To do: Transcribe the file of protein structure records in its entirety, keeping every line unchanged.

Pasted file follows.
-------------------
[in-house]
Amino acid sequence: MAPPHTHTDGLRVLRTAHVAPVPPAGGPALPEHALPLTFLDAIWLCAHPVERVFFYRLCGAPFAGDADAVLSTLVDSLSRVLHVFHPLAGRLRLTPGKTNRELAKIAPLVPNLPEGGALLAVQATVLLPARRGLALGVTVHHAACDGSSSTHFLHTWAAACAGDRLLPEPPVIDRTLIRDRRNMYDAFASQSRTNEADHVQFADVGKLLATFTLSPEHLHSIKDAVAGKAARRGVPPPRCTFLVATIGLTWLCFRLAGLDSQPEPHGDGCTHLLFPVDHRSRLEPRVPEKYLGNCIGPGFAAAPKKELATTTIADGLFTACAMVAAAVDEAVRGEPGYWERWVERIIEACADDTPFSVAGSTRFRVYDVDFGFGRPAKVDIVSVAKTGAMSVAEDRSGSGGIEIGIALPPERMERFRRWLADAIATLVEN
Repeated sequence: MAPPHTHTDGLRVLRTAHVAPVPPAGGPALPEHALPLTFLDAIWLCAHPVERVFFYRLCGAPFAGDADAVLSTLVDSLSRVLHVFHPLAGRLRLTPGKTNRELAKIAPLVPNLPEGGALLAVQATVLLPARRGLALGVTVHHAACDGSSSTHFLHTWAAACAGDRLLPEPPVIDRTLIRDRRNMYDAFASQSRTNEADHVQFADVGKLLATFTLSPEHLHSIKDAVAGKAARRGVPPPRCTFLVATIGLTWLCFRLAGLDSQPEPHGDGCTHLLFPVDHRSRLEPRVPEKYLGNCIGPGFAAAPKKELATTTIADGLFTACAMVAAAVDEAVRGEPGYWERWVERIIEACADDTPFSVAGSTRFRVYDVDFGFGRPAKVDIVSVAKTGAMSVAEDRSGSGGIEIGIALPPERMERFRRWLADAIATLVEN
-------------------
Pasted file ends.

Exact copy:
[in-house]
Amino acid sequence: MAPPHTHTDGLRVLRTAHVAPVPPAGGPALPEHALPLTFLDAIWLCAHPVERVFFYRLCGAPFAGDADAVLSTLVDSLSRVLHVFHPLAGRLRLTPGKTNRELAKIAPLVPNLPEGGALLAVQATVLLPARRGLALGVTVHHAACDGSSSTHFLHTWAAACAGDRLLPEPPVIDRTLIRDRRNMYDAFASQSRTNEADHVQFADVGKLLATFTLSPEHLHSIKDAVAGKAARRGVPPPRCTFLVATIGLTWLCFRLAGLDSQPEPHGDGCTHLLFPVDHRSRLEPRVPEKYLGNCIGPGFAAAPKKELATTTIADGLFTACAMVAAAVDEAVRGEPGYWERWVERIIEACADDTPFSVAGSTRFRVYDVDFGFGRPAKVDIVSVAKTGAMSVAEDRSGSGGIEIGIALPPERMERFRRWLADAIATLVEN
Repeated sequence: MAPPHTHTDGLRVLRTAHVAPVPPAGGPALPEHALPLTFLDAIWLCAHPVERVFFYRLCGAPFAGDADAVLSTLVDSLSRVLHVFHPLAGRLRLTPGKTNRELAKIAPLVPNLPEGGALLAVQATVLLPARRGLALGVTVHHAACDGSSSTHFLHTWAAACAGDRLLPEPPVIDRTLIRDRRNMYDAFASQSRTNEADHVQFADVGKLLATFTLSPEHLHSIKDAVAGKAARRGVPPPRCTFLVATIGLTWLCFRLAGLDSQPEPHGDGCTHLLFPVDHRSRLEPRVPEKYLGNCIGPGFAAAPKKELATTTIADGLFTACAMVAAAVDEAVRGEPGYWERWVERIIEACADDTPFSVAGSTRFRVYDVDFGFGRPAKVDIVSVAKTGAMSVAEDRSGSGGIEIGIALPPERMERFRRWLADAIATLVEN